• Dieter Bartetzko: Between discipline and ecstasy. On the theatrics of Nazi architecture. Mann, Berlin 1985, ISBN 3-7861-1420-X (Gebr.-Mann-Studio series) .
  • Olaf Groehler : The New Reich Chancellery. The end. Brandenburgisches Verlags-Haus, Berlin 1995, ISBN 3-89488-087-2 (The European Diary. 1945) .
  • Andreas Grüner: From Didyma to the Reich Chancellery. An icon of National Socialism and its Hellenistic model. In: Pegasus. 6, 2004, ISSN  1436-3461 , pp. 133-148, (PDF; 26.42 MB).
  • Alexander Kropp: The Political Significance of the NS Representation Architecture. Albert Speer's redesign plans for the conversion of Berlin into the “World Capital Germania” 1936–1942 / 43. ars una Verlagsgesellschaft, Munich (inter alia) 2005, ISBN 3-89391-135-9 ( Deutsche Hochschuledition 135).
  • Christoph Neubauer: City guide through Hitler's Berlin - then & now. Christoph Neubauer Verlag, Frankfurt (Oder) 2019, ISBN 978-3-9813977-2-7 .
  • Ronald Pawly: Hitler's Chancellery. (A Palace to Last a Thousand Years.) Crowood Press, Ramsbury 2009, ISBN 978-1-84797-091-6 .
  • Frank-Bertolt Raith: The Heroic Style. Studies on architecture at the end of the Weimar Republic. Verlag für Bauwesen, Berlin 1997, ISBN 3-345-00606-5 .
  • Angela Schönberger : Albert Speer's new Reich Chancellery. On the connection between National Socialist ideology and architecture. Gebr. Mann, Berlin 1981, ISBN 3-7861-1263-0 ( Gebr. Mann Studio series) (Also: Berlin, Free University, dissertation 1978).
  • Alexander Scobie: Hitler's state architecture. The impact of classical antiquity. Pennsylvania State University Press, University Park PA (et al.) 1990, ISBN 0-271-00691-9 ( Monographs on the Fine Arts 45).
  • Chronicle for the imperial capital Berlin . In: Berliner Adreßbuch , 1939, before part 1; IV. Construction, p. 12 (description of the construction work on the New Reich Chancellery).
  • Andreas Nachama (Ed.): Wilhelmstrasse 1933–1945 - Rise and Fall of the Nazi Government Quarter, Topography of Terror Foundation, 2012, ISBN 978-3-941772-10-6 , pp. 54 ff.
  • Ernst Günther Schenck : The emergency hospital under the Reich Chancellery - A doctor experiences Hitler's end in Berlin , VMA-Verlag, Wiesbaden 2000.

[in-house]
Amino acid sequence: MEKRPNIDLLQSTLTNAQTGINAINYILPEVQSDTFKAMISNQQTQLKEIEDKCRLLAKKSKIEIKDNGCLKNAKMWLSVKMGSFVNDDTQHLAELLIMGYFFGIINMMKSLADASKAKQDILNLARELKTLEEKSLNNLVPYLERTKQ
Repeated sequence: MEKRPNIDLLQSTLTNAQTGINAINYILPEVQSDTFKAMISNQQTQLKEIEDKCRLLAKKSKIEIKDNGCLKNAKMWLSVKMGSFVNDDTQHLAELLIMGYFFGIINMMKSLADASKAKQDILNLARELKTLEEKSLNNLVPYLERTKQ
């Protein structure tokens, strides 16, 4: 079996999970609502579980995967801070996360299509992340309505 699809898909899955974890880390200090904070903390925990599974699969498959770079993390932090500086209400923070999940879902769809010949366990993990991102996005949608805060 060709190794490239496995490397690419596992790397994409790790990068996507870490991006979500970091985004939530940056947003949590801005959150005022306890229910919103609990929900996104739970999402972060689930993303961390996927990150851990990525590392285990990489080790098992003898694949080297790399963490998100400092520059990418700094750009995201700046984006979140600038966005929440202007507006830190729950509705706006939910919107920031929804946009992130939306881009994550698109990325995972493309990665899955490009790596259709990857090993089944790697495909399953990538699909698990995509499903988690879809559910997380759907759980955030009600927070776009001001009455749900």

Films (selection)

Web links

Commons : New Reich Chancellery  - collection of images, videos and audio files

Individual evidence

  1. Jan Heidtmann : botched buildings like BER Berlin: “Germanias” demon . In: Sü , January 20, 2013.
  2. The amount was determined with the template: Inflation and relates to last January.
  3. ^ NDR: Busy and controversial: Architect Caesar Pinnau. Retrieved February 9, 2020 .
  4. Florian Müller-Klug: Hitler's Offices in Berlin - Part 1: The Reich Chancellery and the New Reich Chancellery . In: Clio Berlin Blog , November 14, 2014.
  5. ^ Ernst-Adolf Chantelau: The bronze statues of Tuaillon, Thorak, Klimsch and Ambrosi for Hitler's garden . A contribution to the topography of the New Reich Chancellery by Albert Speer. Books on Demand , Norderstedt 2019, ISBN 978-3-7494-9036-3 .
  6. Film diary “Time of the Gods”, 1988–1994 ( Memento of the original from March 13, 2012 in the Internet Archive ) Info: The archive link was inserted automatically and has not yet been checked. Please check the original and archive link according to the instructions and then remove this notice. (PDF; 203 kB) @1@ 2Template: Webachiv / IABot /
  7. dpa : Striding horses. Lost Nazi art discovered . In: from May 20, 2015.
  8. dpa: Bad Dürkheim. Monumental Nazi art from Berlin discovered in Bad Dürkheim . In: Die Rheinpfalz , May 20, 2015.
  9. Bernd Kleinhans: The "New Reich Chancellery" (2007)
  10. Johannes H. Schroeder: Natural stone works in architecture and building history of Berlin / Guide to Geology in Berlin and Brandenburg No. 6. Self-published Geoscientists in Berlin and Brandenburg e. V., Berlin 1999, ISBN 3-928651-07-2 .

Coordinates: 52 ° 30 ′ 41 ″  N , 13 ° 22 ′ 49 ″  E